A Disturbing Comparison Between Disney World in the 70’s and Today’s Social Networks

How are today's social networks like Disney World?


When Disney World opened in Florida in the 70’s, it was a massive economic boon for Central Florida. All around Orlando, motels, restaurants, and other attractions opened and began raking in money from families who visited the park during the day, then went looking for cheap dining and accommodations at night.


You may remember your parents begrudgingly forking over big bucks for that family vacation. Those hordes of vacationers represented an irresistible temptation for Disney.


Disney World wanted vacationing families to spend all of their money at the resort. Not some of their money. ALL of their money. So they took steps to ensure that guests would stay in their magical world and never leave for the duration of their stay. They built lower cost hotels onsite. They offered a “dining plan” that could be added to the price of admission that would cover meals. They created a system of FREE shuttles that took guests from the airport to the parks and back, eliminating the need to rent a car.


Now, social networks sites like Facebook, Instagram, and Twitter are moving down the same path.


Twitpic, the third-party Twitter application designed to share pictures through Twitter was recently forced to close down. Twitpic was one of the most successful third-party applications of all time and was, at one point, essentially the default tool for sharing images on Twitter.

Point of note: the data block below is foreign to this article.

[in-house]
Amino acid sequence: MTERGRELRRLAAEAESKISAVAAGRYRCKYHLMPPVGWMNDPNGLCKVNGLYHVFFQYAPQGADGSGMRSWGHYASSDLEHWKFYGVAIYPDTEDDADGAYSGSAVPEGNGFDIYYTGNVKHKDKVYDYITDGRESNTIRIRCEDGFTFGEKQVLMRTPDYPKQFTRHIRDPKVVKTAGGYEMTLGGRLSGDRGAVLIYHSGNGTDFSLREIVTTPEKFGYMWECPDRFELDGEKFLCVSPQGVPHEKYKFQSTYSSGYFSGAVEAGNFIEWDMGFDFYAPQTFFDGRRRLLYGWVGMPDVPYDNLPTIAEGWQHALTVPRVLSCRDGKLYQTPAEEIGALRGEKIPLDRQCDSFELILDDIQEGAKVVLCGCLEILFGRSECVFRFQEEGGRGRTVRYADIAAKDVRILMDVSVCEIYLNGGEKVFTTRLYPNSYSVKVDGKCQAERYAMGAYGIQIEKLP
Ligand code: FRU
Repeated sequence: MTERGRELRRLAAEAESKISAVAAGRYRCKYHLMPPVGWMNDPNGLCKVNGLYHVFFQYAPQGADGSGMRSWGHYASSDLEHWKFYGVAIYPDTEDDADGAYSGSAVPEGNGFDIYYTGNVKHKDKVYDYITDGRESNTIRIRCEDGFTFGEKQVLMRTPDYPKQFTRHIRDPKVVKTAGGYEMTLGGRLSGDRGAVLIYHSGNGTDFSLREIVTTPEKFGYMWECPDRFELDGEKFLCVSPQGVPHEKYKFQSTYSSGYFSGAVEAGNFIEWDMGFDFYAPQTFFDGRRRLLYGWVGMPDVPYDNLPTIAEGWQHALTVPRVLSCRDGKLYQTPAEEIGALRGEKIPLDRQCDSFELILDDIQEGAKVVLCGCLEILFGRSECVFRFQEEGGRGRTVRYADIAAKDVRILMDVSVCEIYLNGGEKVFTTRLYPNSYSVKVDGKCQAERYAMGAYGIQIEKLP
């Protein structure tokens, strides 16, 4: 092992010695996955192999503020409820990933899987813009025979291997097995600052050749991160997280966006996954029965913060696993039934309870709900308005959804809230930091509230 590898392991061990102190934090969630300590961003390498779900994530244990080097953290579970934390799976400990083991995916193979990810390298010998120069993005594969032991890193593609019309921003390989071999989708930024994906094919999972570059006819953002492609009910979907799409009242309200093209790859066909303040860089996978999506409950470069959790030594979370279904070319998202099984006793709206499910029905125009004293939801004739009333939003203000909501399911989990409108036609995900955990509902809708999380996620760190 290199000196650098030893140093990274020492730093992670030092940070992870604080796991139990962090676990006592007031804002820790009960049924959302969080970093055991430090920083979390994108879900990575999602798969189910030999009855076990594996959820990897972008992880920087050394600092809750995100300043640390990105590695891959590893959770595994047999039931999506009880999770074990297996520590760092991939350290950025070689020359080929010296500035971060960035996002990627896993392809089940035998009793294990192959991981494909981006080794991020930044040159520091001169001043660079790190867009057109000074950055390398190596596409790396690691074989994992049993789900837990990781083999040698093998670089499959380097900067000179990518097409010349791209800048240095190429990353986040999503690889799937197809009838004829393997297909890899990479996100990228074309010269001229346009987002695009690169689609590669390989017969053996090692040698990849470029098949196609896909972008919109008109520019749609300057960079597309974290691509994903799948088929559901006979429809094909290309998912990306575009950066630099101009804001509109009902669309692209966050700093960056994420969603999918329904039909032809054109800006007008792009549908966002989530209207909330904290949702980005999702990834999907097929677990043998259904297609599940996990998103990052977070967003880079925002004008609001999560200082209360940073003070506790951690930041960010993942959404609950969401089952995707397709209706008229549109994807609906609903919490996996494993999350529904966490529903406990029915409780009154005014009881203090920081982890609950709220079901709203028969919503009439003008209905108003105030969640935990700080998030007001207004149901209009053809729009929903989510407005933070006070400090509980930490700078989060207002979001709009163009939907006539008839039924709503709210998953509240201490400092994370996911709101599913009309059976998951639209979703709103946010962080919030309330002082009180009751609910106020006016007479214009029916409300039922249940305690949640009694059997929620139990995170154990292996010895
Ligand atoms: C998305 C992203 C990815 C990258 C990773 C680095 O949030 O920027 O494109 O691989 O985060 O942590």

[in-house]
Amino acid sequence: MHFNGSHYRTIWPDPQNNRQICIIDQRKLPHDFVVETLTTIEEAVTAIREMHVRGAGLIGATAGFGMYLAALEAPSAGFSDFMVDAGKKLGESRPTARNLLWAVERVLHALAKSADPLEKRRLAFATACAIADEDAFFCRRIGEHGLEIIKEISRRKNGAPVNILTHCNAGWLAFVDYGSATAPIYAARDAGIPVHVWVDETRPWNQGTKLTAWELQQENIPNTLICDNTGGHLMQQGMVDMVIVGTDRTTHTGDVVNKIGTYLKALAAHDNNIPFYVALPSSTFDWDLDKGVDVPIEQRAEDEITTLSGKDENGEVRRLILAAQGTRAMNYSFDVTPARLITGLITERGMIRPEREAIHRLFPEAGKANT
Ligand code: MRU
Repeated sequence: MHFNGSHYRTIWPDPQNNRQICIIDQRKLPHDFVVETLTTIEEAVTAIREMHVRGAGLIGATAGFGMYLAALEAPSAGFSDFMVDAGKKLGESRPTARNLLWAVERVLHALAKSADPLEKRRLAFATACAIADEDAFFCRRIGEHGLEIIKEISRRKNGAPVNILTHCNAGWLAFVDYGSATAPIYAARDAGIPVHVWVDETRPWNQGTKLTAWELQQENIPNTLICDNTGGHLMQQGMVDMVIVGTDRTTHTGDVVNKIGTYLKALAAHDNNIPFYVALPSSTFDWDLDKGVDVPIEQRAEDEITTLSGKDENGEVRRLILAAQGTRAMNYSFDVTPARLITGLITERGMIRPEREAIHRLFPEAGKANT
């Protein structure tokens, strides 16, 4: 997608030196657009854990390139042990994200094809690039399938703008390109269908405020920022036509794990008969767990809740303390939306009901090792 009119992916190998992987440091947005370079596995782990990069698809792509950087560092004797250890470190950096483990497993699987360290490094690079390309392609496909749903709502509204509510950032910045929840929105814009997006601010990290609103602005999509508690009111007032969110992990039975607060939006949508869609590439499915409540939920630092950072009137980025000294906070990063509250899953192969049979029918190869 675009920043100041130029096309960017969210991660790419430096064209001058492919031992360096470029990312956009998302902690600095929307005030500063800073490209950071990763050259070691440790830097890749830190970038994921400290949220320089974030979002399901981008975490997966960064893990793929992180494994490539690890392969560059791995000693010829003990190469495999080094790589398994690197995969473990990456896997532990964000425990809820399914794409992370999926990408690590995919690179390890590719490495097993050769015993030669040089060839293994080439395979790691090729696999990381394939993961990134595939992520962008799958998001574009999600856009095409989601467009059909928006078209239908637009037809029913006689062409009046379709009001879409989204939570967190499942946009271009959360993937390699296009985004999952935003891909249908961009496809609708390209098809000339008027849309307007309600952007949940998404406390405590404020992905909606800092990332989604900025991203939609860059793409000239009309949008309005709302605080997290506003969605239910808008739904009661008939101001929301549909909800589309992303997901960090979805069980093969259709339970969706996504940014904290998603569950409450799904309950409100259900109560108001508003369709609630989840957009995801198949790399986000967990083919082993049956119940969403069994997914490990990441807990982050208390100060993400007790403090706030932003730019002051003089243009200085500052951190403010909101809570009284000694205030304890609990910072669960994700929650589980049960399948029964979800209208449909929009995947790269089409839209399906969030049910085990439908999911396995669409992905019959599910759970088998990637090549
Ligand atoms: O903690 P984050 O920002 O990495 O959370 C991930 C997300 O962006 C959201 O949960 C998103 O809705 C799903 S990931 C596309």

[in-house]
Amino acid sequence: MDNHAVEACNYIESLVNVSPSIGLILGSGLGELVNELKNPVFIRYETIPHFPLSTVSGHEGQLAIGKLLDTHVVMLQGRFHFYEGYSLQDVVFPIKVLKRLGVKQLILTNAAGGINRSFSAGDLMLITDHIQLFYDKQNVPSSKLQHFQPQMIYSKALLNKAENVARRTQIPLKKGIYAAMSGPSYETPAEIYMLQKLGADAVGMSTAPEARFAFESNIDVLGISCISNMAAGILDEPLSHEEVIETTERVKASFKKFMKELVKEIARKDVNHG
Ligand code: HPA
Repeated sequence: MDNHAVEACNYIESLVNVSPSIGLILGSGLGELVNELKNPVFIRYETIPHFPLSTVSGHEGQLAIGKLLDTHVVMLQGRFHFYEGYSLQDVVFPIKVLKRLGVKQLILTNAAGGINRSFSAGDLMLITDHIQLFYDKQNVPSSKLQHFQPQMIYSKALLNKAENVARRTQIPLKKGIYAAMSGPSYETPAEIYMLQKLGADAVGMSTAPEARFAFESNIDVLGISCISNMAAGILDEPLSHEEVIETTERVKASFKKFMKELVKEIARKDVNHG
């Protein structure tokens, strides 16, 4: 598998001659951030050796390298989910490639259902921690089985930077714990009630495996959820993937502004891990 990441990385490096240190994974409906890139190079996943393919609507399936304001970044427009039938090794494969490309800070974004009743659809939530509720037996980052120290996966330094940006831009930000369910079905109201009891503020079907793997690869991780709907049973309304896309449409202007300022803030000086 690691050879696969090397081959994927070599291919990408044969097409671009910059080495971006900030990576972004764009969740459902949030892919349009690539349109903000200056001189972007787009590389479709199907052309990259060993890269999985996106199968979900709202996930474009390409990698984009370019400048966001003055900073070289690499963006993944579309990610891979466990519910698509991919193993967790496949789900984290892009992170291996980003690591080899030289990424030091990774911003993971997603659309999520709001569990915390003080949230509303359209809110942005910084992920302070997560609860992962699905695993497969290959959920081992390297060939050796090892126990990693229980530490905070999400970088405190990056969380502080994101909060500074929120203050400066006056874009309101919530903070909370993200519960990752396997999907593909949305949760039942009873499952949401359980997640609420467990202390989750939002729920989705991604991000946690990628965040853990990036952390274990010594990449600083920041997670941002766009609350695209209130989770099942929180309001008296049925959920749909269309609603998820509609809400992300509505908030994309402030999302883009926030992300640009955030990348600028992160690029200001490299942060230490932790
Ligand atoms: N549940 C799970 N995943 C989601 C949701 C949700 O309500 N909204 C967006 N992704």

The story here is straightforward: In 2011, Twitter launched it’s own baked-in image sharing tool. However even after three years, most people still used Twitpic. So Twitter took Twitpic to court. Because Twitpic didn’t have endless resources to pay for legal counsel it shut down.


Twitpic isn’t the first third party application to be shut down by a social network and it won’t be the last. In an effort to “keep you in the park” we can expect to see more social networks even more aggressively developing tools to replace third party apps and plugins. Expect Facebook to release a contest app to replace Offerpop. Twitter will release more robust analytics and scheduling tools to replace Hootsuite. Then, the big networks will put their limitless resources to work shutting down the third-party apps that preceded their own tools.


They are doing it for a simple reason: Advertising.


Not only do social networks want more users to be exposed to advertising, they want more advertisers large and small to be tempted by that “Boost Post” button. After all, any third party that allows brands to skip the ads for ads is a lost conversion.


Facebook, Twitter, and other social networks don’t want some ad dollars. They want ALL of the ad dollars, and they want to make it super easy for brands to spend money from their owned web properties. Brands should weigh the risks before they invest in software companies that sit on top of social networks. Here today, Disneyfied tomorrow…

For more on what the future may hold for Twitter, check out our article on the Twitter Death Spiral.